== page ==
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Advocate spotlight: Kristine Brockhagen

This month, we are featuring a guest blog written by Kristine Brockhagen, a State Advocacy Committee member in Texas who has been volunteering with the American Heart Association since 1981! Here's her story in her own words:

When I was just 18 years old, my mother announced that she had signed up both me and my twin sister to learn CPR. She said it was an important skill to learn and it could possibly save someone someday. As I grew up, I continued to keep my CPR certification current each year. Little did I know that when I was 41 years old, I would use it on the love of my life.

 

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Normally, I went to bed much earlier than my husband, but one night I stayed up a little later than usual. Close to midnight my entire body began to sweat and I had an overwhelming feeling that my husband needed me. I raced to our bedroom to discover that he was not breathing and I could find no pulse. I began CPR and then yelled for my daughter to call 911. The  ambulance drivers arrived quickly, but a short time later my husband, Chuck, was pronounced dead at the age of 43. A few weeks later his autopsy revealed that he had a grossly enlarged heart, the size of a cow’s heart! He would not have been saved that night using CPR. He could not have been saved that night using only CPR — and if he had survived through other medical intervention would have needed a heart transplant.”

When someone you love dies, you are left with many unanswered questions. One important “what if” question I did not need to answer was, “What if I had known CPR?” I had done everything in my power to save my husband’s life that evening, and I grateful that I did not feel helpless. My CPR training kicked in immediately. I am so grateful I knew CPR, even though it did not bring my husband back. I believe learning CPR is a gift you give yourself, in case you need to use it. In many cases, CPR does save a life.

I have been a volunteer with the American Heart Association (AHA) since 1981, serving on various boards and an advocacy committee. I currently serve as the state Jump Rope For Heart (JRFH) and Hoops For Heart (HFH) Coordinator for Texas. Most importantly, I have led school JRFH events for 37 years.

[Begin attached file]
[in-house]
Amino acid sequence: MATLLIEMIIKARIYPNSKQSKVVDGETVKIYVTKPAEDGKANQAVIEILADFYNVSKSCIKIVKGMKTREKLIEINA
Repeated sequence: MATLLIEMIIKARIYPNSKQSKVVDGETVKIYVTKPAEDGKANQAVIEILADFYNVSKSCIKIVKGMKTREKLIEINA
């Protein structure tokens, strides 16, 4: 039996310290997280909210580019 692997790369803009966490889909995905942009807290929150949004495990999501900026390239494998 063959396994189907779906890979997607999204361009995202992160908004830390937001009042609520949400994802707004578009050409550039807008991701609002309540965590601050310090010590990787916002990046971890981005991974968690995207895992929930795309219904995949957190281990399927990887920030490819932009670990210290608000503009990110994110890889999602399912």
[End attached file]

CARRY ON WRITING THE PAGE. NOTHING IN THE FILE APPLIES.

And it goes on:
Volunteer holding cardsKris set a new record for collecting support cards at the Dallas Heart Walk in 2017!

I’ve always felt it was important for my students to know that they could help someone in an emergency and not feel helpless. I wanted them to know what to do and how to recognize if someone was having a heart attack or stroke. For this reason, I helped develop an educational “Kids Can Make a Difference” kit that accompanied all JRFH/HFH coordinator packets. 

The year my husband passed away, I told AHA that I felt empowered by knowing CPR and I felt it was important for my students to know that they could also help someone in an emergency.

A few years later, I had two students who made a difference.

CeCe, a second-grader, was at home with her great aunt when she noticed her aunt was short of breath and rubbing her left arm. CeCe knew she had to act promptly. She called 911 and told the dispatcher that her aunt was displaying symptoms of a heart attack. CeCe saved her aunt’s life that day!

Another one of my students saved her father’s life one evening by performing CPR. She told me that she decided to come home early that night and discovered her frantic mother. Her mother was hovering over her husband helplessly. “I don’t know how to help him,” she said. Allison told her mother to move over since she knew what to do. She then told her mother to go call 911. That night Allison was a hero!

Being an AHA volunteer all these years has been so rewarding! JRFH/HFH are wonderful programs that provide lifesaving information to students and help fund vital cardiovascular research. 

In the state of Texas, CPR training is a high school graduation requirement in all public schools. Training can take place between grades 7-12, must be hands-on with a mannequin, and must use a training curriculum from a nationally recognized organization such as AHA. All public schools in Texas must also have an automated external defibrillator (AED) on their campus. I encourage you to contact your local AHA affiliate for information on CPR training availability in your area.

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